There has been much ado about trash in La Jolla lately. May I make a suggestion? Some years ago, I read in


magazine about a tour guide who asked his guests each time they got off the bus to pick up two pieces of trash, no more, just two. As one might imagine two times a busload adds up quickly.

Maybe, if each time we walked on the streets of La Jolla, we picked up two pieces of trash, there would, after a time, be none left ... and people could return to enjoying all that La Jolla has to offer instead of demonstrating their angst in the newspapers.

I know this “system” works because I have tried it with my students near the high school where I taught on Long Island. First, most students didn’t stop at two pieces of trash and second, after a week or two, one had to hunt hard to find a piece of litter. Two benefits might occur: the bending over helps the waistline, and others will see you, be inspired, and are likely to copy your efforts.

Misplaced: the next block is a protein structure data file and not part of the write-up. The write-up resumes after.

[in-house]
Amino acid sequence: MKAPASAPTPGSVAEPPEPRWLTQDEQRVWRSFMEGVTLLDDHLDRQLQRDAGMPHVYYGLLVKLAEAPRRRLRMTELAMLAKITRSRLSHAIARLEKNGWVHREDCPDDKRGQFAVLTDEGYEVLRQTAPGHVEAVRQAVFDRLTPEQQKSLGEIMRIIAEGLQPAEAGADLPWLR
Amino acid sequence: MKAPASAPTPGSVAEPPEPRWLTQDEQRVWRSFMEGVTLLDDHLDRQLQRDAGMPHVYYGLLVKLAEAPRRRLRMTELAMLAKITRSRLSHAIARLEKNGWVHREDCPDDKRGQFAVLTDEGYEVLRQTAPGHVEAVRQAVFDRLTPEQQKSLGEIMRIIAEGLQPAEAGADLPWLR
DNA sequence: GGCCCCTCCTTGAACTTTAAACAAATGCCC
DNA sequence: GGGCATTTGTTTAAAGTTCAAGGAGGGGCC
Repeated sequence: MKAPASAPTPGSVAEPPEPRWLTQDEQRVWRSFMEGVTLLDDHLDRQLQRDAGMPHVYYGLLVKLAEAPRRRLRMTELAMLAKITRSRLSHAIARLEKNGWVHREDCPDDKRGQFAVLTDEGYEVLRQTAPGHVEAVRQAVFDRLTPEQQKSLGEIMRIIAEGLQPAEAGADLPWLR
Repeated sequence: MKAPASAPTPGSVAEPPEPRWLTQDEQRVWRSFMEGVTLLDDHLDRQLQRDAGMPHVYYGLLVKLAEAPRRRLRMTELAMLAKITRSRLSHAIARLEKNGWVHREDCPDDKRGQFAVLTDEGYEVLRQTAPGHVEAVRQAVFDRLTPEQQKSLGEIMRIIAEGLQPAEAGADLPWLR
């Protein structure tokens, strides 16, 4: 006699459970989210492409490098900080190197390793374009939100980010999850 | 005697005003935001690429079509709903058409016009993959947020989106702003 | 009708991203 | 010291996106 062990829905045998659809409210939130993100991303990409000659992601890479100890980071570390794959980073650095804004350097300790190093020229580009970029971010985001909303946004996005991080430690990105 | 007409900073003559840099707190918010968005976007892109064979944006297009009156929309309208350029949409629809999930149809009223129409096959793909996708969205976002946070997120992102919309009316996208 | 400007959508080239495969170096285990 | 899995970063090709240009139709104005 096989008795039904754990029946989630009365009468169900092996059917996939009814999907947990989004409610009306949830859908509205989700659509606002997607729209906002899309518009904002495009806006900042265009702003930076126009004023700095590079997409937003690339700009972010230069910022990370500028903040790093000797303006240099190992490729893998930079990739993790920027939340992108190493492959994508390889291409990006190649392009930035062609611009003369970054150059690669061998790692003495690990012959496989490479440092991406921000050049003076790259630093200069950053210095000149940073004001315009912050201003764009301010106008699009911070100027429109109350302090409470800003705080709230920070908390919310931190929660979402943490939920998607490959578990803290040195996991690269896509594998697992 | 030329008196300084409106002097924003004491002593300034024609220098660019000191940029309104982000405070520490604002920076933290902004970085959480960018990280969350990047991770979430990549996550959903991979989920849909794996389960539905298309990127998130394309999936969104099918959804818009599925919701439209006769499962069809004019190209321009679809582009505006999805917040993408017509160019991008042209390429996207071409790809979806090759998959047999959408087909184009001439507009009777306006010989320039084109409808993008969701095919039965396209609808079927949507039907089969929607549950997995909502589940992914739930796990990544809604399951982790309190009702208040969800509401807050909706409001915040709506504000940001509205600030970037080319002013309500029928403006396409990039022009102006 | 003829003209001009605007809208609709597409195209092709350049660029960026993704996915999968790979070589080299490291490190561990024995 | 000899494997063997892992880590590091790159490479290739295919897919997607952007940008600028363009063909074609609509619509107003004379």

What do you say La Jolla? Can we do it?

Art Cooley

La Jolla

Tax phone scam is now hitting residents

I want to alert others to the phone scam I encountered. On July 18, I received a phone call on my answering machine from “Fernando,” claiming to be from the IRS and saying I owed money and the sheriff would come after me, etc., and to please call this number (888) 379-0745 to clear things up.

I did not call the number, and instead reported the incident to the Federal Trade Commission. I’m on the Do Not Call Registry, so I’m guessing a random dialing system was being used.

Sara Moser

La Jolla

Editor’s Note:

Thanks for the caution, Sara. On its website, the IRS reports several such scams are underway as tax filing season has ended. The IRS recommends: